Monday, August 20, 2007

Rock Band and User Generated Content

I've talked about EA's Rock Band before and do not hide the fact that it sits proudly upon my list of most anticipated upcoming titles, but I've been hesitant to blog about it with any depth in the past for fear of disappointment (as a player). Simply put, up until now I've seen very little mentioned of any 'user generated content' for Rock Band. I know they'll have online multiplayer (certainly a plus) but without the ability for players to craft their own songs and share with friends I'm worried it might feel crippled.

Now, obviously there are serious legal issues to be considered here and I'm guessing EA will ship the title without a feature that would allow players to create their own songs knowing full well that doing so would immediately open the doors to Copyright infringement issues. Clearly this is something EA wants to avoid given how closely they are working with various rights holders.

Whether Rock Band supports it or not, though, the fans will eventually find a way. I've recently come across this tutorial for uploading your own custom songs to Guitar Hero II (PS2 only, I believe). You can see an example of this in action in the video embedded below.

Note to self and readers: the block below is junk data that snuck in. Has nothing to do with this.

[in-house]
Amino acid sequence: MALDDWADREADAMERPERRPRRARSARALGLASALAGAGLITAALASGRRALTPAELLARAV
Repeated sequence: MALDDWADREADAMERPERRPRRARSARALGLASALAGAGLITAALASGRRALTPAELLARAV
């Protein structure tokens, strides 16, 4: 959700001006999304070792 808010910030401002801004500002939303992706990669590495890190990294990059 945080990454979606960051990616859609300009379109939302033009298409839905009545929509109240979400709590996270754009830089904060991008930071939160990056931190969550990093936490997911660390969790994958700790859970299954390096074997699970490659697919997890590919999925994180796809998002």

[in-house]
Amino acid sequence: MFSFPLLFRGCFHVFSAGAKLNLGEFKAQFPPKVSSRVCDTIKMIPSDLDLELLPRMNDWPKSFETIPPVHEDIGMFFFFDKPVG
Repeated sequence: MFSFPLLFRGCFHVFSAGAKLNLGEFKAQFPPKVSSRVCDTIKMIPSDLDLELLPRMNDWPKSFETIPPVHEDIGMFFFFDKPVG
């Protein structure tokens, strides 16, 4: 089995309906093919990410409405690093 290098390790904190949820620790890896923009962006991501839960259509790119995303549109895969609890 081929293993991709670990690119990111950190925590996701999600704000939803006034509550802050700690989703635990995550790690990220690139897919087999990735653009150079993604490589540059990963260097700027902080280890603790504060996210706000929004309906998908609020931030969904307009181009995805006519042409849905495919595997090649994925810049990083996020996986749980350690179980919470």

Copyright issues here are obviously less of a concern given how complex it is to upload one's own songs. Only the most dedicated players would invest the time and money to do so.

Its a pity really -- I'd still like to see a way for players in Rock Band to be able to easily create their own content in order to get the true 'band' experience in a way the copyright holders could accept. What do you think? Is it even possible? Or would user generated content in Rock Band be a Pandora's box of legal issues and/or crippled functionality?

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2 Comments:

Blogger Patrick said...

I think the big limitatation comes from the nature of the game design. The musical "notes" aren't analogous to the actual music, they're level designs made to fit the music, but only imperfectly. Unless you have a real tool, an instrument, it wouldn't work. The legal issues aren't a big deal though, just put it under creative commons or limited use license.

1:53 PM  
Blogger Ben Mattes said...

Patrick,

Have there been instances of EA or another major publisher releasing content under a creative commons license? I'll admit I'm not well enough versed on the specifics of intellectual property law as it pertains to the rights of music license holders, but I would have thought that if creative commons could get around music sharing/piracy issues it would already be employed a little more aggressively.

9:39 PM  

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